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Rachel KenleyThere are two keys to writing.

1) Write

2) Read

After a period of playing WAY too many handheld/device games I am back to reading at night… and in the afternoon…. and with my breakfast.  You get the idea.  Already I can feel a difference in my writing and in my desire to write.  So I wanted to mention some of my favorites and find out from you – what’s on your keeper shelves?  What books do you think have made you a better writer?  Of course, for most of us the list is huge, but here are four that influenced me greatly.  Three I loved.  One… well, read on.

S. King

The Wolf and The Dove was my first romance novel.  I was 14.  I was hooked.  I always knew I’d write romance no matter what else I might write.  Kathleen Woodiwiss changed my life – and my reading habits.  I was also the only kid in the 9th grade who knew much about the Norman invasion in 1066.  Nothing of value in romance?  Ha!

The Westing Game, by Ellen Raskin, was the first book where I wanted to BE the heroine I was reading about.  Sometimes I think I would still like to be Turtle, even though I don’t really want to be a lawyer.  I do know that I’ve always wanted to create and write heroines that my readers want to become.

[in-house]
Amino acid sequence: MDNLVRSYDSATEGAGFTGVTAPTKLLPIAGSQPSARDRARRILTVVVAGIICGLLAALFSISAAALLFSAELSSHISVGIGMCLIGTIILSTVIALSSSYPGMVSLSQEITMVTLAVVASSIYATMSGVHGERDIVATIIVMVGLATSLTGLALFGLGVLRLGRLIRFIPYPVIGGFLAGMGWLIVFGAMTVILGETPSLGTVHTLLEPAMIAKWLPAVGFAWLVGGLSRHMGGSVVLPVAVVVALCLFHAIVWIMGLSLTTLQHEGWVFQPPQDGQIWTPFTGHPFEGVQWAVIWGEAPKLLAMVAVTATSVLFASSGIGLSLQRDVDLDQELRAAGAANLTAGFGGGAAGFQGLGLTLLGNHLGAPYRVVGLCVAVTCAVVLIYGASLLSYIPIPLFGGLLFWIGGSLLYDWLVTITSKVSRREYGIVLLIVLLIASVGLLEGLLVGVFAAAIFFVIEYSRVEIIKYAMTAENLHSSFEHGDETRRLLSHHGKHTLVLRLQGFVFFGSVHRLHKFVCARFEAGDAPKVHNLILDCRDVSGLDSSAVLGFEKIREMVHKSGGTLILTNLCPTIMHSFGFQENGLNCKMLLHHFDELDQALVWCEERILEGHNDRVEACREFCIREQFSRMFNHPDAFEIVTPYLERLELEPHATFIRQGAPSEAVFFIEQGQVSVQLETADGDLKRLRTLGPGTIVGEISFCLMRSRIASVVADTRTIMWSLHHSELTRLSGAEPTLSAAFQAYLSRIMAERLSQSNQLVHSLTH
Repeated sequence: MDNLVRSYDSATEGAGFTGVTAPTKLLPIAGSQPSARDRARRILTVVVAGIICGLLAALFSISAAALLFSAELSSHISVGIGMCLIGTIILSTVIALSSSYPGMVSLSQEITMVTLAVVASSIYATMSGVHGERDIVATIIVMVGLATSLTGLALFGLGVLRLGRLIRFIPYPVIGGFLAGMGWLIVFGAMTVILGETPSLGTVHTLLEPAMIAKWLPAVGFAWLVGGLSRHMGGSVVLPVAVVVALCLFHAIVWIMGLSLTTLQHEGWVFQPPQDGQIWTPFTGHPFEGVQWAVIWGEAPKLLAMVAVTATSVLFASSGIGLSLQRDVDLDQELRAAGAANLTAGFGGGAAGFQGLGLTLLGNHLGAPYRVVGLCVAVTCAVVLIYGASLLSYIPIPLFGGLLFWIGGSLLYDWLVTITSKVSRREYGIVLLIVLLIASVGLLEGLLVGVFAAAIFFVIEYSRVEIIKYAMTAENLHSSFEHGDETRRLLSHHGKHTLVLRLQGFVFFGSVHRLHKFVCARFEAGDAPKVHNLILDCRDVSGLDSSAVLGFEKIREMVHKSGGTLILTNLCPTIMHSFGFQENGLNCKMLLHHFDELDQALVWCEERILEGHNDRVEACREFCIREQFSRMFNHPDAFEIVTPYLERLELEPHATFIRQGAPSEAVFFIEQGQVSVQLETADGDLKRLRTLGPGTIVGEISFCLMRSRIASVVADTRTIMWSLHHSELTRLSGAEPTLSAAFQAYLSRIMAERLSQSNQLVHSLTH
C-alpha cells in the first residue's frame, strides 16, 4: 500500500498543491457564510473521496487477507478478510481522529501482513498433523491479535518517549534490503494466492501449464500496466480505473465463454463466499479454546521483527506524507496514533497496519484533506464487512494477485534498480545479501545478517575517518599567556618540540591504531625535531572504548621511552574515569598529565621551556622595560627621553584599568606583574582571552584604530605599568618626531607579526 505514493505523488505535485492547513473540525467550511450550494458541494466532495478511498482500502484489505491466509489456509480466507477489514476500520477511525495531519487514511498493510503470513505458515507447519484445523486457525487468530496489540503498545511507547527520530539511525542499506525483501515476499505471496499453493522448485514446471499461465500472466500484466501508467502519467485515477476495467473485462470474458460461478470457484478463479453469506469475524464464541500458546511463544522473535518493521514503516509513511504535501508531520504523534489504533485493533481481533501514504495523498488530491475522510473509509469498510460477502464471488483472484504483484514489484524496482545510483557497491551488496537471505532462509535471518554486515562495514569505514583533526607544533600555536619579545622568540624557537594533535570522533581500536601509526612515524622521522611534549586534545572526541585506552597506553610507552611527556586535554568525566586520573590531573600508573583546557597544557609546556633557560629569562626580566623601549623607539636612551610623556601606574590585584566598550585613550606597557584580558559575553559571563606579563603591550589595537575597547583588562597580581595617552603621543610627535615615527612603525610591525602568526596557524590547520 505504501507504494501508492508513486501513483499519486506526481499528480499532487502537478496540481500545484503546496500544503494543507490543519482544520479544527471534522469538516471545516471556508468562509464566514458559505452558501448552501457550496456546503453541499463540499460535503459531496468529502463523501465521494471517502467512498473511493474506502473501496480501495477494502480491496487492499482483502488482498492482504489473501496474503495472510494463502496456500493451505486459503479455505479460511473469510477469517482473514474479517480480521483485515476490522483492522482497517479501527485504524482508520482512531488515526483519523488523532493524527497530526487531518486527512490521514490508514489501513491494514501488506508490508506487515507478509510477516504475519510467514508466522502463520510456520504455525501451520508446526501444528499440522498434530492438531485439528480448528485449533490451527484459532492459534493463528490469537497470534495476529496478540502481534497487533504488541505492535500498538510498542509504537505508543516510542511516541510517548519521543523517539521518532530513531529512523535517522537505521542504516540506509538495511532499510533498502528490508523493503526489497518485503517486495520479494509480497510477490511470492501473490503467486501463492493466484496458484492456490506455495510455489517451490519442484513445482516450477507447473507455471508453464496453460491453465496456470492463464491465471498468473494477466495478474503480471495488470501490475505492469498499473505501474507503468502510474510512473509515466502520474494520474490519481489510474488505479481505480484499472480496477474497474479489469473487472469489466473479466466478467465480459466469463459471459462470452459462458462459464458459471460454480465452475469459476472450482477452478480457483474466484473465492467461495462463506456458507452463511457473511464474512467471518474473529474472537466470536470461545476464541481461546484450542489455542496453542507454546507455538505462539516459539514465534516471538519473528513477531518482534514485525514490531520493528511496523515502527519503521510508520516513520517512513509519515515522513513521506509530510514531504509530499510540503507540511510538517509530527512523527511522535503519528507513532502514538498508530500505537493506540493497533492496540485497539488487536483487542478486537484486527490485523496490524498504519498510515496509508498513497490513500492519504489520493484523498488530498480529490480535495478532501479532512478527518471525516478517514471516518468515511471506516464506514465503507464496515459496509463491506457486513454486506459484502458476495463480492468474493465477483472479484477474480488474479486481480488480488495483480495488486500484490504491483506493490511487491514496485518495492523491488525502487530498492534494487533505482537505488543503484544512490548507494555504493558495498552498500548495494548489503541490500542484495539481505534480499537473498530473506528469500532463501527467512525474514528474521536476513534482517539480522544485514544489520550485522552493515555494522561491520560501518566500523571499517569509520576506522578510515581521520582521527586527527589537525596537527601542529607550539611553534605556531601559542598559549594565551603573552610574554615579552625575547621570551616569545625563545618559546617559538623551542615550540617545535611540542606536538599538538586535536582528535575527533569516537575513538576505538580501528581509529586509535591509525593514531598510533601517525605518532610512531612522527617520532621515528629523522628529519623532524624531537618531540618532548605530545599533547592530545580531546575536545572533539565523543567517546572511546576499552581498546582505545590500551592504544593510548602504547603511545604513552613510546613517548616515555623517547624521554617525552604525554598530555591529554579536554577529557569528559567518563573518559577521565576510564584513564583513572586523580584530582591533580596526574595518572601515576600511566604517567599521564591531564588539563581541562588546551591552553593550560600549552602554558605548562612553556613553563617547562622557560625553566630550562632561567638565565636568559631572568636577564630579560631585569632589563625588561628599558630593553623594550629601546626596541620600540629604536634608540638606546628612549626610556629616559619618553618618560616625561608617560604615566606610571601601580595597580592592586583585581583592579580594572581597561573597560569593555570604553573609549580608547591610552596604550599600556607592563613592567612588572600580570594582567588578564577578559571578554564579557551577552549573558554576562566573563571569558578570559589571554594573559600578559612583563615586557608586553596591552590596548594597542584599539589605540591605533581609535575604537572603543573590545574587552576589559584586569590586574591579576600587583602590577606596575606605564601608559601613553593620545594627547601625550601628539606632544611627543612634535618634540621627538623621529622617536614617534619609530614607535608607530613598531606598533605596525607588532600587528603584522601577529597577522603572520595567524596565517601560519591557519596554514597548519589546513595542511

Intrusions by Ursula Heigi is one of those books no one seems to know and yet, to me, is EXACTLY what it feels like to be a writer.  Her life is intruding on her writing; her writing is intruding on her life.  It is funny, chaotic, maddening and wonderful.  Yup – that’s the writers life.

keep calm

I absolutely hated My Sister’s Keeper.  I know, this one will probably get me some less than friendly comments, but the premise was SO intense, so moving and then I felt the author, Jodi Piccoult, completely copped out on the ending.  This book has at its core a major ethical dilemma and she takes the easy way out by killing a character in an accident.  I actually threw the book across the room.  I stopped reading Piccoult’s novels (which I’m sure hurt her royalties terribly), but I did learn that as the writer I have the duty to make the tough decisions – no matter how hard they are for me.

So.. what are you favorites?  Or the hated ones you learned from?  The ones you re-read every year?  Or the ones you tell others “You MUST read this”?

 

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